“The Criminal Division will continue to be vigilant in assuring that all companies – foreign and domestic – that choose to benefit from our valuable economy and consumers abide by our laws, said Acting Assistant Attorney General Blanco. “The sentencing of VW vindicates the rights of U.S. consumers who for over a decade were victims of the calculated corporate decisions of VW and its senior management to fraudulently employ a device intended to deceive U.S. consumers and to defeat our environmental laws.”
“With today's sentence, VW is being held fully accountable for its deception and fraud perpetrated against American consumers and the environment, as well as the deliberate obstruction of the criminal investigation into its wrongdoing,” said Deputy Assistant Attorney General Williams. “We also hope this sends a message around the world that those who violate American environmental laws will be vigorously investigated and prosecuted.”
“Today's strong sentence recognizes the egregious nature of VW’s violations, and VW’s attempt to gain an unfair competitive advantage over automakers that follow the law,” said Acting Assistant Administrator Starfield. “Vehicle emissions standards help protect clean air and ensure a level playing field for companies that play by the rules. When those standards are broken, violators can expect to be held accountable.”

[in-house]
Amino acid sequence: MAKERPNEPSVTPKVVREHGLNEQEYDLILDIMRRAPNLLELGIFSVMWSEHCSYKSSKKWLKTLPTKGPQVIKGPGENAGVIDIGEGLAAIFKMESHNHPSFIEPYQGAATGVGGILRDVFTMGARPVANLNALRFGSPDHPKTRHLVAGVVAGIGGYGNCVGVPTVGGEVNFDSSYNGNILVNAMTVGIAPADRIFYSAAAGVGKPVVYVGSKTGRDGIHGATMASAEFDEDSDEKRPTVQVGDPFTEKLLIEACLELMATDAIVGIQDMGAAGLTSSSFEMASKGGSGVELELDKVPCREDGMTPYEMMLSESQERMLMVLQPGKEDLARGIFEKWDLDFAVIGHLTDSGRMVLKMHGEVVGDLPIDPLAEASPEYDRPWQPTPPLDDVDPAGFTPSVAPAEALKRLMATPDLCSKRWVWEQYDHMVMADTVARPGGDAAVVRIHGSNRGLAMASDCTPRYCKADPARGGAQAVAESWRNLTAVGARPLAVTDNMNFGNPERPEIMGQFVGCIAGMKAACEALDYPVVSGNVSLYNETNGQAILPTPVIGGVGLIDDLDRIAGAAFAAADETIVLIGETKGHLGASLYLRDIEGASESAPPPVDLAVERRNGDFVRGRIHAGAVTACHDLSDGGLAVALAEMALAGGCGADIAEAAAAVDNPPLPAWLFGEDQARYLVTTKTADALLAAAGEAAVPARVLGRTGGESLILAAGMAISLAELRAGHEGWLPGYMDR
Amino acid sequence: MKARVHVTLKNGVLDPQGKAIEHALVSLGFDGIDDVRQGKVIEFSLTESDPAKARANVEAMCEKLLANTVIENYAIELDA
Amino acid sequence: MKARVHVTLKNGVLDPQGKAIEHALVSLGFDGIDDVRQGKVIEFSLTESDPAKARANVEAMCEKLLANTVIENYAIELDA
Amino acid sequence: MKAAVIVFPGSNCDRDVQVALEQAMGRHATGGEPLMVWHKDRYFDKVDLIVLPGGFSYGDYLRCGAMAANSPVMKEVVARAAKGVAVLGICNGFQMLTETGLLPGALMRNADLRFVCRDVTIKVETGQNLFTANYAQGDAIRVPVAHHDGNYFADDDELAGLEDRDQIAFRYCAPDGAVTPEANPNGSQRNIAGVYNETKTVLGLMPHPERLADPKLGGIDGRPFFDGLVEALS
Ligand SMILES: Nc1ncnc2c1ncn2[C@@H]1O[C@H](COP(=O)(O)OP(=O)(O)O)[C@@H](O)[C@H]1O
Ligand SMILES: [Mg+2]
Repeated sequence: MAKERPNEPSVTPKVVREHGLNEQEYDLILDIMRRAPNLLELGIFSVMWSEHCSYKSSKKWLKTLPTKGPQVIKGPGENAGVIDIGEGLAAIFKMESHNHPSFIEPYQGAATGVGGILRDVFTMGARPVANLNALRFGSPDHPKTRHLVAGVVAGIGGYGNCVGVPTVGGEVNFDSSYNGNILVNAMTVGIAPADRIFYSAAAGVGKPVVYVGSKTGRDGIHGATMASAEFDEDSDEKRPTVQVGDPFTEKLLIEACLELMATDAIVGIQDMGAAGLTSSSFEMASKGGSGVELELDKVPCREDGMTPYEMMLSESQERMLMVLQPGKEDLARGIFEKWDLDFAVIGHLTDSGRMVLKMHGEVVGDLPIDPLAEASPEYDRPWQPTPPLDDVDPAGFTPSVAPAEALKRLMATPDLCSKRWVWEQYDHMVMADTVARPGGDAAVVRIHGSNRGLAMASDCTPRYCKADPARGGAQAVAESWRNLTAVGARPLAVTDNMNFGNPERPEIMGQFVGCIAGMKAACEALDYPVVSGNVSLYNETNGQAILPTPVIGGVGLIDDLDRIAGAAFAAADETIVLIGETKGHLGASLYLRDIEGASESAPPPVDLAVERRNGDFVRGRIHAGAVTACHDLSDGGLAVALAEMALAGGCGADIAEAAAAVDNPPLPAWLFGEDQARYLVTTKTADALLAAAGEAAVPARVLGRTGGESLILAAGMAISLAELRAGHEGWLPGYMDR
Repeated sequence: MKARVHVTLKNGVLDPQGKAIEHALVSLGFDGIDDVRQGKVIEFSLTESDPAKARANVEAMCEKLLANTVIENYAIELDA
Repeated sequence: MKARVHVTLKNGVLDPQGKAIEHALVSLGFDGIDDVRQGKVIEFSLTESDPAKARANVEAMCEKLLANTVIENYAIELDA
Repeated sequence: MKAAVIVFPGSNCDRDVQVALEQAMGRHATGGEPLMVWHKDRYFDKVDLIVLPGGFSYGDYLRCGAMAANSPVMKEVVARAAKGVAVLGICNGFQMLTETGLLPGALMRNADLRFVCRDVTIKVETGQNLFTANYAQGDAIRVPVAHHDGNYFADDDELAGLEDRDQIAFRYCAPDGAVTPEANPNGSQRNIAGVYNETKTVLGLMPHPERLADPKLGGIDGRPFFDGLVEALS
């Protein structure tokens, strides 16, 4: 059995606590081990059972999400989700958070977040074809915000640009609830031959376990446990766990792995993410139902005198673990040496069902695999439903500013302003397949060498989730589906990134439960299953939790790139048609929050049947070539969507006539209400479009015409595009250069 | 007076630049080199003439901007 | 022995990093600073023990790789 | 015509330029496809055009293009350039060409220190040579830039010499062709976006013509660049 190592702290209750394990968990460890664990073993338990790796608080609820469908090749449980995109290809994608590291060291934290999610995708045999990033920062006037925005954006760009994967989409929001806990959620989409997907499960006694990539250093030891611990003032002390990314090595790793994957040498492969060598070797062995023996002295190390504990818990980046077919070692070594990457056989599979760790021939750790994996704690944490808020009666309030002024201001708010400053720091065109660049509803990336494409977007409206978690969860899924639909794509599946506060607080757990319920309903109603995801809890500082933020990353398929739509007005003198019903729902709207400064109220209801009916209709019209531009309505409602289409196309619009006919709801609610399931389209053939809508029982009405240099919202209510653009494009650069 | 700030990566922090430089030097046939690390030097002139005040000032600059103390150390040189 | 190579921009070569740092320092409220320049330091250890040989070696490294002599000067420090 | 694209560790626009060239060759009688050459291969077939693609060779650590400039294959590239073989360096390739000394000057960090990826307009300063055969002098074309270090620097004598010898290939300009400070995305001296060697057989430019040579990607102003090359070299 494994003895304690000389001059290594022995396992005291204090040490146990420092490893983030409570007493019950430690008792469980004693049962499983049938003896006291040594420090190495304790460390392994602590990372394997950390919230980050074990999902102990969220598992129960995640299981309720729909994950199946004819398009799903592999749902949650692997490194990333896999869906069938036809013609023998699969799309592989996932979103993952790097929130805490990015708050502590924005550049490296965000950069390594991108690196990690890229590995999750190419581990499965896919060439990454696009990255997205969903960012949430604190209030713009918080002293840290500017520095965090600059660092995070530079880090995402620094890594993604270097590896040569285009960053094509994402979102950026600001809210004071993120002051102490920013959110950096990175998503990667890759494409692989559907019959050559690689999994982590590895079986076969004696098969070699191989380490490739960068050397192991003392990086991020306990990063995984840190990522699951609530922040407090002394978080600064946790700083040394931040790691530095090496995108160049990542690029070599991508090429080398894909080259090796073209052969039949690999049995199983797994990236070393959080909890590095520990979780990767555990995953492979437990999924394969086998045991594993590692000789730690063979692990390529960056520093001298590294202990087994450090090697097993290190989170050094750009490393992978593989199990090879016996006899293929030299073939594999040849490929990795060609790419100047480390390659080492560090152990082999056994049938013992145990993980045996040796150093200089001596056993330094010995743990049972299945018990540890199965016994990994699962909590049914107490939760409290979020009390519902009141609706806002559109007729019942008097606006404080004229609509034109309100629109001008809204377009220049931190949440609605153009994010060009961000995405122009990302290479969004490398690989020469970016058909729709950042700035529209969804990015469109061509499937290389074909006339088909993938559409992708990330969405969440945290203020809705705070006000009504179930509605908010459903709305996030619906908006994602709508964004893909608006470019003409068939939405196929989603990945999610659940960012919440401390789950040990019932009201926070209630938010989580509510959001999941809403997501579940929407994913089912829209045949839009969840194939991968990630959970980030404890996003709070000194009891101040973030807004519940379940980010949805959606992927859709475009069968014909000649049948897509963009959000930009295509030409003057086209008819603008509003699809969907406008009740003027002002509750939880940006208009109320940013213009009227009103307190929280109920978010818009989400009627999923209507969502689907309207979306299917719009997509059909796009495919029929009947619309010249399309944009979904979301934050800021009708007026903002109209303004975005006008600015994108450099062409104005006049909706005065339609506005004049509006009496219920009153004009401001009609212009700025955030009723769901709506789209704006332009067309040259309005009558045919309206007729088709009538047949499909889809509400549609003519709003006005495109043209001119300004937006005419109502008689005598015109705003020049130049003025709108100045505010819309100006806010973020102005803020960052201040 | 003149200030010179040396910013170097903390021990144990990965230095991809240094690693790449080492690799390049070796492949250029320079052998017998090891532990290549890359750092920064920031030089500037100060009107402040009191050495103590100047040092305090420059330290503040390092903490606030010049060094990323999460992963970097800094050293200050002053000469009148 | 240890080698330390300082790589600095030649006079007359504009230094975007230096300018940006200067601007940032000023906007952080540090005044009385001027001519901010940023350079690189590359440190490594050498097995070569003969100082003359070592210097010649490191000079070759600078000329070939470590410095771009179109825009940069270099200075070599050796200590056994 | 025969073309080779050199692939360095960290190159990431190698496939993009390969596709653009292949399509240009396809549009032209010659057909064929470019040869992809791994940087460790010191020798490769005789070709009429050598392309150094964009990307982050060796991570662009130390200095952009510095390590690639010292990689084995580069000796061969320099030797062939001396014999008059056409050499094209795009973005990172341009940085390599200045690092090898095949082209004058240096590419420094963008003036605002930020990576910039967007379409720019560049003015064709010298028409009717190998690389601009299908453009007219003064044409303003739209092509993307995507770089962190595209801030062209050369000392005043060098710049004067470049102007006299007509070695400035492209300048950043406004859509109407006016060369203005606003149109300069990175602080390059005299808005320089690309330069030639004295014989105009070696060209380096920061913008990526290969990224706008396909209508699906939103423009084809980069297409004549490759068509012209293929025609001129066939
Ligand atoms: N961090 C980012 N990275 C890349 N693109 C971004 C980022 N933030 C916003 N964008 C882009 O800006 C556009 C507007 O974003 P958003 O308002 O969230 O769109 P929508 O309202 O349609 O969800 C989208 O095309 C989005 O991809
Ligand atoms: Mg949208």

“Americans expect corporations doing business in the United States to conduct their business honestly,” said Special Agent in Charge Gelios. “Today's sentencing sends a clear message that the FBI, along with its federal partners, will continue to hold corporations, like Volkswagen AG, accountable when they defraud consumers and violate federal laws.”
Along with the January 2017 plea agreement, the United States also announced separate civil resolutions of environmental, customs and financial claims, in which VW agreed to pay an additional $1.5 billion to settle EPA’s claim for civil penalties in connection with the importation and sale of these cars, as well as U.S. Customs and Border Protection (CBP) claims for customs fraud. In addition, that agreement requires injunctive relief to prevent future violations. The agreements also resolved alleged violations of the Financial Institutions Reform, Recovery and Enforcement Act (FIRREA).
The FBI and EPA investigated the case. This case is being prosecuted by members of the Department of Justice’s Criminal Division, Fraud Section, including: Chief of the Securities and Financial Fraud Unit Benjamin D. Singer, as well as Trial Attorneys David Fuhr, Alison Anderson, Christopher Fenton and Gary Winters. Also prosecuting the case are members of the Department of Justice’s Environment and Natural Resources Division, Environmental Crimes Section, including: Senior Trial Attorney Jennifer Blackwell. Additionally, the case is being prosecuted by members of the U.S. Attorney’s Office for the Eastern District of Michigan, including Criminal Division Chief Mark Chutkow, Economic Crimes Unit Chief John K. Neal and Assistant U.S. Attorney Timothy J. Wyse. The Justice Department’s Office of International Affairs also assisted in the case. The Justice Department extends its thanks to the Office of the Public Prosecutor in Braunschweig, Germany.